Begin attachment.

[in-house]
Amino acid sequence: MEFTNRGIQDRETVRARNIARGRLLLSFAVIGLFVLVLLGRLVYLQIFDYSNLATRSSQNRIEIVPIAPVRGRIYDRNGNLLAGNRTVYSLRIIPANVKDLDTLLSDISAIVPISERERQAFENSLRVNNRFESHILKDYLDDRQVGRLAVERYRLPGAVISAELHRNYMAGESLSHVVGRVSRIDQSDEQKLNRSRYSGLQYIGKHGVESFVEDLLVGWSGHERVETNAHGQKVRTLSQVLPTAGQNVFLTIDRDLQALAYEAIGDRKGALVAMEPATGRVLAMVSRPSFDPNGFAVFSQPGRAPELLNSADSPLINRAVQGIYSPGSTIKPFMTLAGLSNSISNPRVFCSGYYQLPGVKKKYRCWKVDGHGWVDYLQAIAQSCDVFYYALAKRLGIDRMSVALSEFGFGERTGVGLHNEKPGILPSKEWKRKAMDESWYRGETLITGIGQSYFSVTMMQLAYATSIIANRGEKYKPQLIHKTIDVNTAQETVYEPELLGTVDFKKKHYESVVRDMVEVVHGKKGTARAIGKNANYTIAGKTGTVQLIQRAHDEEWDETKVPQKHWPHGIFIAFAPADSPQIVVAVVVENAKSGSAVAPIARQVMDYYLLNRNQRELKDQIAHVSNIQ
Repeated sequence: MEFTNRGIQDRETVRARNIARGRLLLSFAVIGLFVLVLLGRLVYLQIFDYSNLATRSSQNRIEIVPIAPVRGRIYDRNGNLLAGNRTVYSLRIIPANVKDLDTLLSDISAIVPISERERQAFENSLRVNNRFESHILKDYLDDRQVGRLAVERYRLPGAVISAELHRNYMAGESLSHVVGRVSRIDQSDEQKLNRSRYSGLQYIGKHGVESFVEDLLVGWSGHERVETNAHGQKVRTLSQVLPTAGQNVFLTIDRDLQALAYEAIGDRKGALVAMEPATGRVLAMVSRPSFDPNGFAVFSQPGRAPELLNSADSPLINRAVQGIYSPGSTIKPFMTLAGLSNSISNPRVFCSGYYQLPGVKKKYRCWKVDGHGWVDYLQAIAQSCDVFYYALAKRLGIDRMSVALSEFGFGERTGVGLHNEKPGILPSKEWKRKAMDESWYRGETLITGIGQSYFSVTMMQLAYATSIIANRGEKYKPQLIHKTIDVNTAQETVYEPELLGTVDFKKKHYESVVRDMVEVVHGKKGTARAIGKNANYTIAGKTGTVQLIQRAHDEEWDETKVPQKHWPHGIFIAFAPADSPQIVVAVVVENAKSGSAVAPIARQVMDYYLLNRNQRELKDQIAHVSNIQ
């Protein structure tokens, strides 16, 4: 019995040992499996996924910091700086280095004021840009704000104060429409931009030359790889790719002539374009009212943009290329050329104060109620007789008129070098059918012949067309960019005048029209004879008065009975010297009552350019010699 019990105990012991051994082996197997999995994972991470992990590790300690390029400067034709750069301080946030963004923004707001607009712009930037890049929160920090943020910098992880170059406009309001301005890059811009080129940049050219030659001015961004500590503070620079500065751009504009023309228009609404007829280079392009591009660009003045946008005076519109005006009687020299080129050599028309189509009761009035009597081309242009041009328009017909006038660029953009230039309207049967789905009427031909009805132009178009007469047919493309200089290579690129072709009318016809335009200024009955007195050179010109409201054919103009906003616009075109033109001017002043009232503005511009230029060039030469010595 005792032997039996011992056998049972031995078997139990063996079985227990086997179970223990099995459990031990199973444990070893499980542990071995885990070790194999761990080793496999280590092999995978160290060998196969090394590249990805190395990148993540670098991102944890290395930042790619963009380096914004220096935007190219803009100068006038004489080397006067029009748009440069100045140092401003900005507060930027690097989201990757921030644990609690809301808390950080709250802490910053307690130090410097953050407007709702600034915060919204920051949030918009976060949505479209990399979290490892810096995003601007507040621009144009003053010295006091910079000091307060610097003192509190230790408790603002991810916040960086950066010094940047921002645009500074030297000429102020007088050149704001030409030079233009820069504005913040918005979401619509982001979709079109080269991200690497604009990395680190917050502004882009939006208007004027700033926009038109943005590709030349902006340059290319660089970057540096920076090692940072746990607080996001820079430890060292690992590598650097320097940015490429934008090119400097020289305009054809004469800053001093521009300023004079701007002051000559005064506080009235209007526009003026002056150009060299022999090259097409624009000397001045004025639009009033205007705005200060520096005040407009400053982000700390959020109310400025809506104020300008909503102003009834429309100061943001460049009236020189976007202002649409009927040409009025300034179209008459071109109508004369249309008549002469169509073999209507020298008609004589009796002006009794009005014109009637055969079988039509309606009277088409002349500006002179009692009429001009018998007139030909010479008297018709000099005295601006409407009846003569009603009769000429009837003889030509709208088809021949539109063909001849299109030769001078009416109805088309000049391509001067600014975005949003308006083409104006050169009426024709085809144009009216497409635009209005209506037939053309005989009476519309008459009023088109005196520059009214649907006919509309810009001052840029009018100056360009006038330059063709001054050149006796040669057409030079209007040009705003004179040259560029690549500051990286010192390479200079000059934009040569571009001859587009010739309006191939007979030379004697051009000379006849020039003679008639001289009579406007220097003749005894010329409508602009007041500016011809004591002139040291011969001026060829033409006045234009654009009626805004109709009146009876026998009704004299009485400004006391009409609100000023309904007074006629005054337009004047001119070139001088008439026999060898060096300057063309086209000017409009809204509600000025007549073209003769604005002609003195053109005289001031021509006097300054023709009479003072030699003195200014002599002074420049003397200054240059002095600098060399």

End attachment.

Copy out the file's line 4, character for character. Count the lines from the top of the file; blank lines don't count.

């Protein structure tokens, strides 16, 4: 019995040992499996996924910091700086280095004021840009704000104060429409931009030359790889790719002539374009009212943009290329050329104060109620007789008129070098059918012949067309960019005048029209004879008065009975010297009552350019010699 019990105990012991051994082996197997999995994972991470992990590790300690390029400067034709750069301080946030963004923004707001607009712009930037890049929160920090943020910098992880170059406009309001301005890059811009080129940049050219030659001015961004500590503070620079500065751009504009023309228009609404007829280079392009591009660009003045946008005076519109005006009687020299080129050599028309189509009761009035009597081309242009041009328009017909006038660029953009230039309207049967789905009427031909009805132009178009007469047919493309200089290579690129072709009318016809335009200024009955007195050179010109409201054919103009906003616009075109033109001017002043009232503005511009230029060039030469010595 005792032997039996011992056998049972031995078997139990063996079985227990086997179970223990099995459990031990199973444990070893499980542990071995885990070790194999761990080793496999280590092999995978160290060998196969090394590249990805190395990148993540670098991102944890290395930042790619963009380096914004220096935007190219803009100068006038004489080397006067029009748009440069100045140092401003900005507060930027690097989201990757921030644990609690809301808390950080709250802490910053307690130090410097953050407007709702600034915060919204920051949030918009976060949505479209990399979290490892810096995003601007507040621009144009003053010295006091910079000091307060610097003192509190230790408790603002991810916040960086950066010094940047921002645009500074030297000429102020007088050149704001030409030079233009820069504005913040918005979401619509982001979709079109080269991200690497604009990395680190917050502004882009939006208007004027700033926009038109943005590709030349902006340059290319660089970057540096920076090692940072746990607080996001820079430890060292690992590598650097320097940015490429934008090119400097020289305009054809004469800053001093521009300023004079701007002051000559005064506080009235209007526009003026002056150009060299022999090259097409624009000397001045004025639009009033205007705005200060520096005040407009400053982000700390959020109310400025809506104020300008909503102003009834429309100061943001460049009236020189976007202002649409009927040409009025300034179209008459071109109508004369249309008549002469169509073999209507020298008609004589009796002006009794009005014109009637055969079988039509309606009277088409002349500006002179009692009429001009018998007139030909010479008297018709000099005295601006409407009846003569009603009769000429009837003889030509709208088809021949539109063909001849299109030769001078009416109805088309000049391509001067600014975005949003308006083409104006050169009426024709085809144009009216497409635009209005209506037939053309005989009476519309008459009023088109005196520059009214649907006919509309810009001052840029009018100056360009006038330059063709001054050149006796040669057409030079209007040009705003004179040259560029690549500051990286010192390479200079000059934009040569571009001859587009010739309006191939007979030379004697051009000379006849020039003679008639001289009579406007220097003749005894010329409508602009007041500016011809004591002139040291011969001026060829033409006045234009654009009626805004109709009146009876026998009704004299009485400004006391009409609100000023309904007074006629005054337009004047001119070139001088008439026999060898060096300057063309086209000017409009809204509600000025007549073209003769604005002609003195053109005289001031021509006097300054023709009479003072030699003195200014002599002074420049003397200054240059002095600098060399």